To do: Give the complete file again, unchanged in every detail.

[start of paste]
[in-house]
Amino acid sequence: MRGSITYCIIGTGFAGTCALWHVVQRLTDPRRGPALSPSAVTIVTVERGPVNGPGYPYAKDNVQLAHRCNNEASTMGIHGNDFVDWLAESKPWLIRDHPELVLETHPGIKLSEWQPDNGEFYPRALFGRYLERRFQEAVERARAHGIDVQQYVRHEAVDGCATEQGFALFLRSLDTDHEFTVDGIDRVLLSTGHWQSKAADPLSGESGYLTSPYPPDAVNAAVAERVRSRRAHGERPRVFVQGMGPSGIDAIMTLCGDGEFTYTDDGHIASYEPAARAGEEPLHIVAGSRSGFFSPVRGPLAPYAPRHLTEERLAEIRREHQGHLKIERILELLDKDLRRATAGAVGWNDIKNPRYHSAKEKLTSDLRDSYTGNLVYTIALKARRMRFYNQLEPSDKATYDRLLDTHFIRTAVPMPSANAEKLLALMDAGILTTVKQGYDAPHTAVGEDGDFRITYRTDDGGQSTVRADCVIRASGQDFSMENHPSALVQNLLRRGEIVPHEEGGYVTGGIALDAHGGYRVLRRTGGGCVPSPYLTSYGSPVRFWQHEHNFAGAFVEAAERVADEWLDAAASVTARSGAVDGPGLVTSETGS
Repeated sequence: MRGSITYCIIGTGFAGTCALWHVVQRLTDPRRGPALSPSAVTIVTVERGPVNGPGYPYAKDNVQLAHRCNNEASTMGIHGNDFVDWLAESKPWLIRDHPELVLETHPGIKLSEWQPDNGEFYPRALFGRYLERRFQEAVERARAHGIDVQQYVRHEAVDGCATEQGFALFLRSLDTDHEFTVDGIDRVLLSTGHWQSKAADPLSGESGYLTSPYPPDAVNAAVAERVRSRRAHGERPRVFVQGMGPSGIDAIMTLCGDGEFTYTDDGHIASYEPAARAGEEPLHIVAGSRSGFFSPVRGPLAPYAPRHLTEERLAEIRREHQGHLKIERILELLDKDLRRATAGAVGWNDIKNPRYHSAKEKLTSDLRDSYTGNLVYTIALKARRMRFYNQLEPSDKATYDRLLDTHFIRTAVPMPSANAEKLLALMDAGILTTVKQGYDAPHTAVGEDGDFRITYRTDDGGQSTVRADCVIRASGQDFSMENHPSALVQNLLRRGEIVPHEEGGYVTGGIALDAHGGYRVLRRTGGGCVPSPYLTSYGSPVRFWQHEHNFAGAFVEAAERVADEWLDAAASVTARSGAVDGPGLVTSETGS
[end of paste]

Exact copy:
[in-house]
Amino acid sequence: MRGSITYCIIGTGFAGTCALWHVVQRLTDPRRGPALSPSAVTIVTVERGPVNGPGYPYAKDNVQLAHRCNNEASTMGIHGNDFVDWLAESKPWLIRDHPELVLETHPGIKLSEWQPDNGEFYPRALFGRYLERRFQEAVERARAHGIDVQQYVRHEAVDGCATEQGFALFLRSLDTDHEFTVDGIDRVLLSTGHWQSKAADPLSGESGYLTSPYPPDAVNAAVAERVRSRRAHGERPRVFVQGMGPSGIDAIMTLCGDGEFTYTDDGHIASYEPAARAGEEPLHIVAGSRSGFFSPVRGPLAPYAPRHLTEERLAEIRREHQGHLKIERILELLDKDLRRATAGAVGWNDIKNPRYHSAKEKLTSDLRDSYTGNLVYTIALKARRMRFYNQLEPSDKATYDRLLDTHFIRTAVPMPSANAEKLLALMDAGILTTVKQGYDAPHTAVGEDGDFRITYRTDDGGQSTVRADCVIRASGQDFSMENHPSALVQNLLRRGEIVPHEEGGYVTGGIALDAHGGYRVLRRTGGGCVPSPYLTSYGSPVRFWQHEHNFAGAFVEAAERVADEWLDAAASVTARSGAVDGPGLVTSETGS
Repeated sequence: MRGSITYCIIGTGFAGTCALWHVVQRLTDPRRGPALSPSAVTIVTVERGPVNGPGYPYAKDNVQLAHRCNNEASTMGIHGNDFVDWLAESKPWLIRDHPELVLETHPGIKLSEWQPDNGEFYPRALFGRYLERRFQEAVERARAHGIDVQQYVRHEAVDGCATEQGFALFLRSLDTDHEFTVDGIDRVLLSTGHWQSKAADPLSGESGYLTSPYPPDAVNAAVAERVRSRRAHGERPRVFVQGMGPSGIDAIMTLCGDGEFTYTDDGHIASYEPAARAGEEPLHIVAGSRSGFFSPVRGPLAPYAPRHLTEERLAEIRREHQGHLKIERILELLDKDLRRATAGAVGWNDIKNPRYHSAKEKLTSDLRDSYTGNLVYTIALKARRMRFYNQLEPSDKATYDRLLDTHFIRTAVPMPSANAEKLLALMDAGILTTVKQGYDAPHTAVGEDGDFRITYRTDDGGQSTVRADCVIRASGQDFSMENHPSALVQNLLRRGEIVPHEEGGYVTGGIALDAHGGYRVLRRTGGGCVPSPYLTSYGSPVRFWQHEHNFAGAFVEAAERVADEWLDAAASVTARSGAVDGPGLVTSETGS